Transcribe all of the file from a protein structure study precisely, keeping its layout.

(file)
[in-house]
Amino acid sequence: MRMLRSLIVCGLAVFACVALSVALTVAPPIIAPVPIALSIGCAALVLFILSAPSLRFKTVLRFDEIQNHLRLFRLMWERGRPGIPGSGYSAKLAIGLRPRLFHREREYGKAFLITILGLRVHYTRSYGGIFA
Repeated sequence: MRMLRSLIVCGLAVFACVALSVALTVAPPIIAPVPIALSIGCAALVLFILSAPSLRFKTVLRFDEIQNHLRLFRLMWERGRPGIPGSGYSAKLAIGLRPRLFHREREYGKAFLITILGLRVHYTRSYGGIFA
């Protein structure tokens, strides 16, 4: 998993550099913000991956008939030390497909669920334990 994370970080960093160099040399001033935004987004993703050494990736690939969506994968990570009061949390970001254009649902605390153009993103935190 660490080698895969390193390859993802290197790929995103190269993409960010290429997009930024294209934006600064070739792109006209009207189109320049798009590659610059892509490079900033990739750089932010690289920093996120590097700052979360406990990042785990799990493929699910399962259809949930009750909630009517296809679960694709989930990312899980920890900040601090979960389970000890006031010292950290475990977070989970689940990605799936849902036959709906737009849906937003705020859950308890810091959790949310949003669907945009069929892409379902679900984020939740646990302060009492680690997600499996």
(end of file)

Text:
[in-house]
Amino acid sequence: MRMLRSLIVCGLAVFACVALSVALTVAPPIIAPVPIALSIGCAALVLFILSAPSLRFKTVLRFDEIQNHLRLFRLMWERGRPGIPGSGYSAKLAIGLRPRLFHREREYGKAFLITILGLRVHYTRSYGGIFA
Repeated sequence: MRMLRSLIVCGLAVFACVALSVALTVAPPIIAPVPIALSIGCAALVLFILSAPSLRFKTVLRFDEIQNHLRLFRLMWERGRPGIPGSGYSAKLAIGLRPRLFHREREYGKAFLITILGLRVHYTRSYGGIFA
């Protein structure tokens, strides 16, 4: 998993550099913000991956008939030390497909669920334990 994370970080960093160099040399001033935004987004993703050494990736690939969506994968990570009061949390970001254009649902605390153009993103935190 660490080698895969390193390859993802290197790929995103190269993409960010290429997009930024294209934006600064070739792109006209009207189109320049798009590659610059892509490079900033990739750089932010690289920093996120590097700052979360406990990042785990799990493929699910399962259809949930009750909630009517296809679960694709989930990312899980920890900040601090979960389970000890006031010292950290475990977070989970689940990605799936849902036959709906737009849906937003705020859950308890810091959790949310949003669907945009069929892409379902679900984020939740646990302060009492680690997600499996």